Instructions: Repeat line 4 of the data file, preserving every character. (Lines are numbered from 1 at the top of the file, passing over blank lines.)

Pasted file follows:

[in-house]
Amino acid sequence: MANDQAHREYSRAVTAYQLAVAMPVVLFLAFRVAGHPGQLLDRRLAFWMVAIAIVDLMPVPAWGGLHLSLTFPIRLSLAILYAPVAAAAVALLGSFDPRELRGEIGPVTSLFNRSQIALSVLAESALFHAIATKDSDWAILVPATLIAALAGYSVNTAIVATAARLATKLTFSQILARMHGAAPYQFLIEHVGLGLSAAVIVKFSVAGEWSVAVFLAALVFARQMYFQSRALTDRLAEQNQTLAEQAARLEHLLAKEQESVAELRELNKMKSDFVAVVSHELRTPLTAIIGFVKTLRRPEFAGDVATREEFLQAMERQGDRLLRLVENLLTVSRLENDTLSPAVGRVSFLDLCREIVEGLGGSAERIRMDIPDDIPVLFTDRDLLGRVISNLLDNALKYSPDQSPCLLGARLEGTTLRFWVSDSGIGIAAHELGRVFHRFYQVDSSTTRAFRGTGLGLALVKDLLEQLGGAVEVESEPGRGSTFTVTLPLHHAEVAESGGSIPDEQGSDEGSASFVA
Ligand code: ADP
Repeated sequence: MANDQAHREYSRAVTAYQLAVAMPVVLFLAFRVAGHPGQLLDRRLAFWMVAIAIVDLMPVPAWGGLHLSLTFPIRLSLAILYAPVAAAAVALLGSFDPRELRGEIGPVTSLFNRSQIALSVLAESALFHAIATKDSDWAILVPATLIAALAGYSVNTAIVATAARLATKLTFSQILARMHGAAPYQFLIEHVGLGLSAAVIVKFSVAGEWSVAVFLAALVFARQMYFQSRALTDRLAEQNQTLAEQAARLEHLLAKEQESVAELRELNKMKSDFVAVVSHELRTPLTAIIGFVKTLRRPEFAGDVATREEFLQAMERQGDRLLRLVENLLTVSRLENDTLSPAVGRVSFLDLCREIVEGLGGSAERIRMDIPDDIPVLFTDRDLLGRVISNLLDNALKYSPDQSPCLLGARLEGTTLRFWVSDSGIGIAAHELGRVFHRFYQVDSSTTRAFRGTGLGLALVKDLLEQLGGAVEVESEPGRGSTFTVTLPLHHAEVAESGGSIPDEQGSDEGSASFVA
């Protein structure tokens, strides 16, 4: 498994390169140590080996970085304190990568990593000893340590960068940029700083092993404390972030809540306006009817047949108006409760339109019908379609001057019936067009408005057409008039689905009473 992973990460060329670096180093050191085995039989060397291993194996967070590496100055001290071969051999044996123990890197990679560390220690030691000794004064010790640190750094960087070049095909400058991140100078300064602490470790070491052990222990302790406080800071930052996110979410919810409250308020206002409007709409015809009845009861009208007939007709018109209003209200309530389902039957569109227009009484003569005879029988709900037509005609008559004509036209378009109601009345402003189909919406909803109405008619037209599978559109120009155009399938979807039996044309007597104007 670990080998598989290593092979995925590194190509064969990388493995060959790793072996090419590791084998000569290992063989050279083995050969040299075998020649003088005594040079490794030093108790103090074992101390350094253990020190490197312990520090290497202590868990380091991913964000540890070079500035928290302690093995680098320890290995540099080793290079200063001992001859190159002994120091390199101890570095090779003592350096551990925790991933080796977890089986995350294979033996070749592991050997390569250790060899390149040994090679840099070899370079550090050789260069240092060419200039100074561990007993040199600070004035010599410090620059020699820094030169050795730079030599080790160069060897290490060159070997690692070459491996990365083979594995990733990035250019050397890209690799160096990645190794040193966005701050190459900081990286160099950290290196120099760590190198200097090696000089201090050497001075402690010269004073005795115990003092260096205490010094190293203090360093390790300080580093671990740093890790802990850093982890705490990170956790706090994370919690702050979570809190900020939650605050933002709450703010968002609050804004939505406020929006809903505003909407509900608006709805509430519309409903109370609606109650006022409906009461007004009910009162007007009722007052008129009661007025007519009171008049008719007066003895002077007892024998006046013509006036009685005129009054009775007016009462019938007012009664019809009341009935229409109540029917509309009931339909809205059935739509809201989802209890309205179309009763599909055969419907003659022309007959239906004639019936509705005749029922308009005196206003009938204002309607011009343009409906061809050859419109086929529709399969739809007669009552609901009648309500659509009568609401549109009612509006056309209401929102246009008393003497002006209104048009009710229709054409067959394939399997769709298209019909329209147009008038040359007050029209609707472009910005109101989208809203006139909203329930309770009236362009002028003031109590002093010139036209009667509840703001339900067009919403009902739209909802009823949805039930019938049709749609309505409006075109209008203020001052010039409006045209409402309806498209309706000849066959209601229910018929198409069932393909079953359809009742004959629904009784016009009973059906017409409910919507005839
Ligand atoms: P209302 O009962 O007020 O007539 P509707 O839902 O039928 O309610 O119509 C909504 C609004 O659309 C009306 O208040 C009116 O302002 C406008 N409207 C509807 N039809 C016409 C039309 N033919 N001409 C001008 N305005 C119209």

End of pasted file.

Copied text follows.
Repeated sequence: MANDQAHREYSRAVTAYQLAVAMPVVLFLAFRVAGHPGQLLDRRLAFWMVAIAIVDLMPVPAWGGLHLSLTFPIRLSLAILYAPVAAAAVALLGSFDPRELRGEIGPVTSLFNRSQIALSVLAESALFHAIATKDSDWAILVPATLIAALAGYSVNTAIVATAARLATKLTFSQILARMHGAAPYQFLIEHVGLGLSAAVIVKFSVAGEWSVAVFLAALVFARQMYFQSRALTDRLAEQNQTLAEQAARLEHLLAKEQESVAELRELNKMKSDFVAVVSHELRTPLTAIIGFVKTLRRPEFAGDVATREEFLQAMERQGDRLLRLVENLLTVSRLENDTLSPAVGRVSFLDLCREIVEGLGGSAERIRMDIPDDIPVLFTDRDLLGRVISNLLDNALKYSPDQSPCLLGARLEGTTLRFWVSDSGIGIAAHELGRVFHRFYQVDSSTTRAFRGTGLGLALVKDLLEQLGGAVEVESEPGRGSTFTVTLPLHHAEVAESGGSIPDEQGSDEGSASFVA